Context:
Back squats: Phase 3 of 4 hypertrophy period. Lifting four days/week with a full break on Wednesday. Monday and Thursday are heavy lift days (65, 70, and 75% of one-repetition-maximum -1RM). Tuesday and Friday are light lift days (60, 65, and 70% of 1RM respectively.) Each percentile level consists of two sets of 10 to 12 repetitions each separated by 1.5 to 2 minutes of rest.
Stiff-legged dead lifts: three sets of eight repetitions each separated by 1.5 to 2 minutes rest
51-year-old, male, road-racing since 2009, firm user of periodization plans and quantified, goal-oriented training

Routine: warm-up with 2 minutes of running stairs and no-load squats at the top/bottom of stairwell.

Here’s the results:

P1hwk3 squat sldl.jpg
Observations:

  1. Starting SmO2 level (~50-70%) appears as expected at the left vastus lateralis location based on other workouts
  2. The recovery baseline was met in all squat lifts except after the second (~8:19:21)
  3. The target, or depletion baseline was met in all squat lift attempts
  4. SmO2 re-stock seems to replenish sufficiently, although the trend slope is steeper/quicker during intervals on the bike trainer comparatively
  5. Stiff-legged dead lifts (SLDL) follow the squats after weight change on the bar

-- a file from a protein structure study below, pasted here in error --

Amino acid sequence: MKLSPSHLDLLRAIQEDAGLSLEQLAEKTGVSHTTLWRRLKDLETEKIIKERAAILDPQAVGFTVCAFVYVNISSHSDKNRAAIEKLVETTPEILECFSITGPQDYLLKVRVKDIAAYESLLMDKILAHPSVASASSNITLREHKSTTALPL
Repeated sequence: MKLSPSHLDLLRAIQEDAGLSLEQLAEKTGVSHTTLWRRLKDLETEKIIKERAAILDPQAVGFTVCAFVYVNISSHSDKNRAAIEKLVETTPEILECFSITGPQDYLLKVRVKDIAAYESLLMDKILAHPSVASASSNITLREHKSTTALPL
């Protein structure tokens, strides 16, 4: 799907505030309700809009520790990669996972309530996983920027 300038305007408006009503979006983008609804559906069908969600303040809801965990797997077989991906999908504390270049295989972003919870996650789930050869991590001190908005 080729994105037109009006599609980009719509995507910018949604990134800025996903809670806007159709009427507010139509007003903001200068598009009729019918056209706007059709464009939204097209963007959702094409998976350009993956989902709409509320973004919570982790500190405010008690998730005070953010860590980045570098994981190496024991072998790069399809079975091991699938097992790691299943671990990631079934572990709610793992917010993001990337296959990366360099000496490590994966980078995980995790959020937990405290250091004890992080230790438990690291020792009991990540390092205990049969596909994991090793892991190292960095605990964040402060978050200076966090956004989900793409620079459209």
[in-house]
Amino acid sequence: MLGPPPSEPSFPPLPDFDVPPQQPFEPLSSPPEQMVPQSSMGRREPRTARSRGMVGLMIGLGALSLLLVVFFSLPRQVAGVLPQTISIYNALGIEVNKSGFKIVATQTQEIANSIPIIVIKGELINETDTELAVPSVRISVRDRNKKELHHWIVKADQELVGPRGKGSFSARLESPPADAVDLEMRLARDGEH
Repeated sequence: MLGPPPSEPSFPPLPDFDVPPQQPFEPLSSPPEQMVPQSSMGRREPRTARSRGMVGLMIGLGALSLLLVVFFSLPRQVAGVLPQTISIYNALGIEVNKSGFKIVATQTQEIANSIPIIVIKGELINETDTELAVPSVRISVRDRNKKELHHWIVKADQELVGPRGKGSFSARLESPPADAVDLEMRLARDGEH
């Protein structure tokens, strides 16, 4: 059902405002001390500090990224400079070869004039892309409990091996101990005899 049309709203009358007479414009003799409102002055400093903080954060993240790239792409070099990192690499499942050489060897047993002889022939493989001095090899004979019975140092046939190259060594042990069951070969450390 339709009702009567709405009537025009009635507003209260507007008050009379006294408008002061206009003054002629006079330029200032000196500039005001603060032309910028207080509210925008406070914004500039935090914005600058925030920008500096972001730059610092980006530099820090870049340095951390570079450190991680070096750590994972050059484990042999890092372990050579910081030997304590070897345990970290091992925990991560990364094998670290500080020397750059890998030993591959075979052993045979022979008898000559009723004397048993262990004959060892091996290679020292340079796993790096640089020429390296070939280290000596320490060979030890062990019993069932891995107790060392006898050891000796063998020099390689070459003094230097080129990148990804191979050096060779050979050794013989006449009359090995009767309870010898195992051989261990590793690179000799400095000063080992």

6. The current weight level of the SLDLs do not seem to produce the same SmO2 depletion rate as the squats before
  7. The SmO2 SLDL re-stock rate seems rather slow compared to the squats rate
  8. Weight bar/rack clean-up occurs after the last SLDL (~8:39)

Discussion:
Monitoring format was based on the guidance from “Moxy Strength Training eBook.” Full recovery was used between lifts as a starting point. Unfortunately, my device does not expose the tHb metric, although the text mentions using this metric as a performance indicator.

Warm-up and bar setup ends at about 8:16. One difficulty was the inability to observe the real-time measure of SmO2 during lifting by use of the Tablet software application. The squat rack is outside and exposed to the weather, which in the current Seattle, Washington weather, would likely render the device unusable. Between-lift breaks are controlled with a stopwatch. I think in order to use the other recovery protocols, I would need to observe the SmO2 measures in real-time, or use appropriate stopwatch durations based on re-stock trends for like workouts.

It’s likely that I didn’t rest long enough after squat #2 in changing weights to the next level (65% 1RM,) hence the insufficient recovery level.

Questions:

  1. I’m not certain that the depletion target (~43%) meets requirements? Is this target sufficient to cause hypertrophy adaptation? Thoughts?
  2. I think that the SLDLs required their own recovery/target baselines since they are a different lift pattern. Thoughts?

I think I’m generally on the right track in order to achieve the plan intent and outcomes. My plan is similar to last year’s; and contains corrections for lessons-learned. Your comments and thoughts are welcome! Thanks for reading.”

There will be more posts with SmO2 content to follow. Specifically, reports concerning the determination of training zones based on individual physiological markers like SmO2 and tHb, and improving the quality of focused training like intervals. Stay tuned and thanks for reading!